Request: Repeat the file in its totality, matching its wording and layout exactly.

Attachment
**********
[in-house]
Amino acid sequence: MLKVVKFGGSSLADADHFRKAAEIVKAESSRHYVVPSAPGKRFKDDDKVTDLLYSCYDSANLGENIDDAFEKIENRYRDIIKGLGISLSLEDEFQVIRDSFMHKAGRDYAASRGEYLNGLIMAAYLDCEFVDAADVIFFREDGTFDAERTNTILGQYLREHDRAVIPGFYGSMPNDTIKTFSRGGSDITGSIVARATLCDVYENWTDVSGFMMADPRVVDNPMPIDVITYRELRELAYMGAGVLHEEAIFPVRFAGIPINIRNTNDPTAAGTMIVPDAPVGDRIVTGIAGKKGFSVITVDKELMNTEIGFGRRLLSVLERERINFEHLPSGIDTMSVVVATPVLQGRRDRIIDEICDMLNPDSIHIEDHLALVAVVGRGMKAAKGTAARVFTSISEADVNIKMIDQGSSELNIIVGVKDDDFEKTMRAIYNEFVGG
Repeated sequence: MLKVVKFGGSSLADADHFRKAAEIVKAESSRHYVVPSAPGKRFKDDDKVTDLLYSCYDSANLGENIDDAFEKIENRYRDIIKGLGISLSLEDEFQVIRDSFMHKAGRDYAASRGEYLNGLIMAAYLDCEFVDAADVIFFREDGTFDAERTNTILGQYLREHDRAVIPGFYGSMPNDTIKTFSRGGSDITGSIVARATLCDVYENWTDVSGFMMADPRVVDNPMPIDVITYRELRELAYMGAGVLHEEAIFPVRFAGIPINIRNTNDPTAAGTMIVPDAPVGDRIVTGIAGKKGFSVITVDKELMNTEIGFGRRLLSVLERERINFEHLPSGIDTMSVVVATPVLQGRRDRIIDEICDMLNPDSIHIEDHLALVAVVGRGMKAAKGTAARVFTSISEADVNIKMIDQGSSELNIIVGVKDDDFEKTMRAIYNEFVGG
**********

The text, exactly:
[in-house]
Amino acid sequence: MLKVVKFGGSSLADADHFRKAAEIVKAESSRHYVVPSAPGKRFKDDDKVTDLLYSCYDSANLGENIDDAFEKIENRYRDIIKGLGISLSLEDEFQVIRDSFMHKAGRDYAASRGEYLNGLIMAAYLDCEFVDAADVIFFREDGTFDAERTNTILGQYLREHDRAVIPGFYGSMPNDTIKTFSRGGSDITGSIVARATLCDVYENWTDVSGFMMADPRVVDNPMPIDVITYRELRELAYMGAGVLHEEAIFPVRFAGIPINIRNTNDPTAAGTMIVPDAPVGDRIVTGIAGKKGFSVITVDKELMNTEIGFGRRLLSVLERERINFEHLPSGIDTMSVVVATPVLQGRRDRIIDEICDMLNPDSIHIEDHLALVAVVGRGMKAAKGTAARVFTSISEADVNIKMIDQGSSELNIIVGVKDDDFEKTMRAIYNEFVGG
Repeated sequence: MLKVVKFGGSSLADADHFRKAAEIVKAESSRHYVVPSAPGKRFKDDDKVTDLLYSCYDSANLGENIDDAFEKIENRYRDIIKGLGISLSLEDEFQVIRDSFMHKAGRDYAASRGEYLNGLIMAAYLDCEFVDAADVIFFREDGTFDAERTNTILGQYLREHDRAVIPGFYGSMPNDTIKTFSRGGSDITGSIVARATLCDVYENWTDVSGFMMADPRVVDNPMPIDVITYRELRELAYMGAGVLHEEAIFPVRFAGIPINIRNTNDPTAAGTMIVPDAPVGDRIVTGIAGKKGFSVITVDKELMNTEIGFGRRLLSVLERERINFEHLPSGIDTMSVVVATPVLQGRRDRIIDEICDMLNPDSIHIEDHLALVAVVGRGMKAAKGTAARVFTSISEADVNIKMIDQGSSELNIIVGVKDDDFEKTMRAIYNEFVGG